e-Hazard strongly recommends that any employee who meets the requirements of 1910.333(a) to perform energized work do so only with a well-written procedure that addresses all of the requirements of 1910.333(c), as well as the thoroughly-documented procedures found in NFPA 70E, Article 130.1(B).
This is the only way to ensure that energized work allowances are kept to an absolute minimum. This will also ensure that when work is conducted on electrically-energized circuits (or near them), all appropriate safety precautions are taken. We simply cannot relax in this area. We must keep in mind the seriousness of allowing energized work at our facilities.
When the employees encounter situations where NFPA 70E Article 120 requires complex lockout/tagout procedures, will it be acceptable for the employees to continue using 29 CFR 1910.333(b) as the written procedure?
NFPA 70E is an industry consensus standard. It is generally not enforced by OSHA. However, compliance with NFPA 70E is an acceptable means of hazard abatement.
The use of a copy of §1910.333(b) as your written procedure is allowed if the work is covered by §1910.333, as described in §1910.147(a)(1)(ii)(D). Similar requirements for a so-called “complex lockout or tagout” are in §1910.147(f)(3) – (4), in the “group lockout or tagout,” and “shift or personnel changes” sections. In note 2, to §1910.333(b)(2), compliance with §1910.147(f)(3) – (4) is deemed compliance with§1910.333(b)(2).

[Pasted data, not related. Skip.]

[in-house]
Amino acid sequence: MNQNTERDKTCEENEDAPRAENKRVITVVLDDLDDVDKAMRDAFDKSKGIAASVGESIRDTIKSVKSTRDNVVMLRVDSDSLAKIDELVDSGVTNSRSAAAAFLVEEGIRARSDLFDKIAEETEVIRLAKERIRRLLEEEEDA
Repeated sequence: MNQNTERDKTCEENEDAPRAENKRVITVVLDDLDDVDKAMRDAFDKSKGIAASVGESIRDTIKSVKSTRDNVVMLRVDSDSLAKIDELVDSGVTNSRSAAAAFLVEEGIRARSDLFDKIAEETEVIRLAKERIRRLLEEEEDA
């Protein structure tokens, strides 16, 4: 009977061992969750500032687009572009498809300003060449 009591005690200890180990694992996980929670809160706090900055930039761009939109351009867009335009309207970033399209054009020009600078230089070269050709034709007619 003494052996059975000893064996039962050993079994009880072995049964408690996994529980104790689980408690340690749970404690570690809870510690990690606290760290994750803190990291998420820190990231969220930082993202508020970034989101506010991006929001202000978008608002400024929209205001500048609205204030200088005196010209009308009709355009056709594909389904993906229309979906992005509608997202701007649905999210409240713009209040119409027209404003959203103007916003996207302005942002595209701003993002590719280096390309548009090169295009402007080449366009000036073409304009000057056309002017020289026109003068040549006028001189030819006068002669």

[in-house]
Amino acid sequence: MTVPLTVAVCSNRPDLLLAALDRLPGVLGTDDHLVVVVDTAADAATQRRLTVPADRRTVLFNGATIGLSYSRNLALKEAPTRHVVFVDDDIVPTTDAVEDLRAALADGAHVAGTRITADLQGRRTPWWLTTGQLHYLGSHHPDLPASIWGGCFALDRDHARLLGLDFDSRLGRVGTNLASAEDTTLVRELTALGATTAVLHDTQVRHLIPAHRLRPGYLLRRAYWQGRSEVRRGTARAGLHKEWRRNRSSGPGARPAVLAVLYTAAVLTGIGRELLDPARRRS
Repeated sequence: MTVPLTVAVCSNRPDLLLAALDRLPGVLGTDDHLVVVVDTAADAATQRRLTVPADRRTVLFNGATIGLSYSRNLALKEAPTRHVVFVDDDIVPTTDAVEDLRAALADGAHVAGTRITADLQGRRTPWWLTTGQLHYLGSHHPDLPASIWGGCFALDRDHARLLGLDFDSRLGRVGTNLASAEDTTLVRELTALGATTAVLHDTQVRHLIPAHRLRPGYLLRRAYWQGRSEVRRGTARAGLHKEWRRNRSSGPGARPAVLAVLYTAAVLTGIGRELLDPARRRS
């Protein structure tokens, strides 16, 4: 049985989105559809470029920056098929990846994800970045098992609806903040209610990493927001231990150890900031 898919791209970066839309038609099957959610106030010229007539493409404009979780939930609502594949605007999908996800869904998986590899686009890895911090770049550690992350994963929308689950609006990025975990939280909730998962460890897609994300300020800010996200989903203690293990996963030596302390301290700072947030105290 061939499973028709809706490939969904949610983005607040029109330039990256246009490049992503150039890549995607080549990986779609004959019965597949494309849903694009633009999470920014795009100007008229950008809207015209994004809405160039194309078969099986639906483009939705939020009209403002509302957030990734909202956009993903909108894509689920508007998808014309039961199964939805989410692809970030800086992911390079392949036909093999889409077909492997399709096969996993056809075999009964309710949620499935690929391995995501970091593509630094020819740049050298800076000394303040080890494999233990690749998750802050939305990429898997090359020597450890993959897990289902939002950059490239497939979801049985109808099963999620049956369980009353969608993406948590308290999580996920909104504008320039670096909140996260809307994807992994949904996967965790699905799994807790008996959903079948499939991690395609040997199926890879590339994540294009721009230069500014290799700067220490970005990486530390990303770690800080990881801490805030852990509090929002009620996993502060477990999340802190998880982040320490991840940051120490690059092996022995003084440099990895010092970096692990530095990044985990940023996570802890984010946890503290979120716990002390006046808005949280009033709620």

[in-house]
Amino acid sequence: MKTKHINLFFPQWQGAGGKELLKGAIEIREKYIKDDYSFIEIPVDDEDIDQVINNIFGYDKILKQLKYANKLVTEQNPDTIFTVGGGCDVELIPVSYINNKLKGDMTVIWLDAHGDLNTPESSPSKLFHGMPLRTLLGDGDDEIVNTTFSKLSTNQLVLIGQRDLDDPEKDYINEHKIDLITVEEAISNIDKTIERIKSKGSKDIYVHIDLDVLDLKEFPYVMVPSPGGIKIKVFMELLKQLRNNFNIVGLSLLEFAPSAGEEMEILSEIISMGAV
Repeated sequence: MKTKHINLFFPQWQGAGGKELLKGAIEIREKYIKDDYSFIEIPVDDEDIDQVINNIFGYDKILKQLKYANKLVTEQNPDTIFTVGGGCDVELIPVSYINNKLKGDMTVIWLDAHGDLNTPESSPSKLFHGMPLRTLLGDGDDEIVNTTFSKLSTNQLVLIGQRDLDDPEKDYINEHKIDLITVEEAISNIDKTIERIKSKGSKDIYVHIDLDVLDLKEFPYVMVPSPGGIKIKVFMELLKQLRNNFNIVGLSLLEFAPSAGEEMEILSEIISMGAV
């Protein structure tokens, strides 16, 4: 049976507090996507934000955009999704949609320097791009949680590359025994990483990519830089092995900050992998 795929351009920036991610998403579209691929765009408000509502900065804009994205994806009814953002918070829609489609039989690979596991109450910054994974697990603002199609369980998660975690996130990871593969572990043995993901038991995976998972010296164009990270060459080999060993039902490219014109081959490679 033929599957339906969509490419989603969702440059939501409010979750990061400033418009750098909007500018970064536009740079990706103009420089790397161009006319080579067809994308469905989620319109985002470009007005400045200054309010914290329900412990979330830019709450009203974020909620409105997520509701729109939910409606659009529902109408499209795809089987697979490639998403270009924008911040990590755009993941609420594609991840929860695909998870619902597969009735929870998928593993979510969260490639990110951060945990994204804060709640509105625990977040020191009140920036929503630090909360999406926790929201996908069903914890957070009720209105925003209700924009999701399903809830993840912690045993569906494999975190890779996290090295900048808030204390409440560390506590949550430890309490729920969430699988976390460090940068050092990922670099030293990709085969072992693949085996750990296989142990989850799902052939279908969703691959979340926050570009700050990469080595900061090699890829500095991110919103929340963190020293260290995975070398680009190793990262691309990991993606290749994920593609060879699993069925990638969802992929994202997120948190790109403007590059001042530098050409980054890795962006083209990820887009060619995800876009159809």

Again, for the employers and employees, clarity is the key. All employees must be properly trained in methods of lockout/tagout/verification. The method can consist of a customized LOTO program at the work site or the simple adoption of 1910.333 for electrical-specific hazards. No matter what is chosen, the procedure(s) must be clearly communicated to all employees to fend off any confusion. Reaching a zero-energy state prior to work is critical, whether it is a hydraulic, pneumatic, electrical, or other system. This includes hazards due to gravity (falling parts), and fall from height exposure.
For site safety, the best approach utilizes a written safety program that incorporates all safety rules in one clear location. This safety program should clearly spell out what method(s) of LOTO to use, and if necessary, any special adoptions for specific circumstances.
Guidance for the electrical safety program (often abbreviated ESP) can be found in NFPA 70E, Annex E “Electrical Safety Program.” Informative Annex G provides more information on an electrical-specific LOTO program as well. Another option requires hiring a company like e-Hazard, which specializes in writing ESPs, to write your company’s ESP. The ESP can be adapted to any company-specific situation and even unique situations.
Electrical workers need clear and simple safety rules that avoid injuries and potential death from all forms of electrical hazards. A well-written safety program avoids any possible confusion when questions arise involving safety in any realm. Remember, electricity has one goal – get to a zero-energy state. If you and I provide that path through shock or arc flash, we become the victims, often of our own doing.
Never skip proper LOTO and verification. NEVER take working energized lightly.
Ken Sellars is an instructor of electrical safety, NEC, Grounding/Bonding and Arc Flash Safety courses nationwide.